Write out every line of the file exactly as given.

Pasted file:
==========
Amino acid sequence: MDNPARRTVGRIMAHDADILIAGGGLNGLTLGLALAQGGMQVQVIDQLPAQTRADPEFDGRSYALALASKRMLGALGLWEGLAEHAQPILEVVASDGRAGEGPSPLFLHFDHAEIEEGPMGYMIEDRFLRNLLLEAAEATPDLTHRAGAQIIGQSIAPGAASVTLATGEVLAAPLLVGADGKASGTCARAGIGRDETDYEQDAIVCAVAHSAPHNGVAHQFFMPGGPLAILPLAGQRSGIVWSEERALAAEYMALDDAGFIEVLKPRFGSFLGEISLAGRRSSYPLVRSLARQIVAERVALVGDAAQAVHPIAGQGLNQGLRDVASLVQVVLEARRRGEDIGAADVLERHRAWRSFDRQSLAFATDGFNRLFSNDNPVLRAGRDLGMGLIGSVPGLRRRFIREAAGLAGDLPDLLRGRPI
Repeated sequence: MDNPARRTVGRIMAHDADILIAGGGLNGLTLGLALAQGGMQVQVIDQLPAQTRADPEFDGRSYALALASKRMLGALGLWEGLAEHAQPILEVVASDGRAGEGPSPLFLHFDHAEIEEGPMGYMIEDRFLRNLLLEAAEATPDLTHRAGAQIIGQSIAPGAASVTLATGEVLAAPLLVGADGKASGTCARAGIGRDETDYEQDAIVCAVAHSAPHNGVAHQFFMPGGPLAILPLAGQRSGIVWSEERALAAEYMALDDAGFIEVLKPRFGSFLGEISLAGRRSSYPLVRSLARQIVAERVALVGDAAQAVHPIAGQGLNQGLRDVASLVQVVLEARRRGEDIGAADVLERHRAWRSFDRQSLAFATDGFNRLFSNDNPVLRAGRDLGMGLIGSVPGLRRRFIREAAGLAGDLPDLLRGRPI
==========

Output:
Amino acid sequence: MDNPARRTVGRIMAHDADILIAGGGLNGLTLGLALAQGGMQVQVIDQLPAQTRADPEFDGRSYALALASKRMLGALGLWEGLAEHAQPILEVVASDGRAGEGPSPLFLHFDHAEIEEGPMGYMIEDRFLRNLLLEAAEATPDLTHRAGAQIIGQSIAPGAASVTLATGEVLAAPLLVGADGKASGTCARAGIGRDETDYEQDAIVCAVAHSAPHNGVAHQFFMPGGPLAILPLAGQRSGIVWSEERALAAEYMALDDAGFIEVLKPRFGSFLGEISLAGRRSSYPLVRSLARQIVAERVALVGDAAQAVHPIAGQGLNQGLRDVASLVQVVLEARRRGEDIGAADVLERHRAWRSFDRQSLAFATDGFNRLFSNDNPVLRAGRDLGMGLIGSVPGLRRRFIREAAGLAGDLPDLLRGRPI
Repeated sequence: MDNPARRTVGRIMAHDADILIAGGGLNGLTLGLALAQGGMQVQVIDQLPAQTRADPEFDGRSYALALASKRMLGALGLWEGLAEHAQPILEVVASDGRAGEGPSPLFLHFDHAEIEEGPMGYMIEDRFLRNLLLEAAEATPDLTHRAGAQIIGQSIAPGAASVTLATGEVLAAPLLVGADGKASGTCARAGIGRDETDYEQDAIVCAVAHSAPHNGVAHQFFMPGGPLAILPLAGQRSGIVWSEERALAAEYMALDDAGFIEVLKPRFGSFLGEISLAGRRSSYPLVRSLARQIVAERVALVGDAAQAVHPIAGQGLNQGLRDVASLVQVVLEARRRGEDIGAADVLERHRAWRSFDRQSLAFATDGFNRLFSNDNPVLRAGRDLGMGLIGSVPGLRRRFIREAAGLAGDLPDLLRGRPI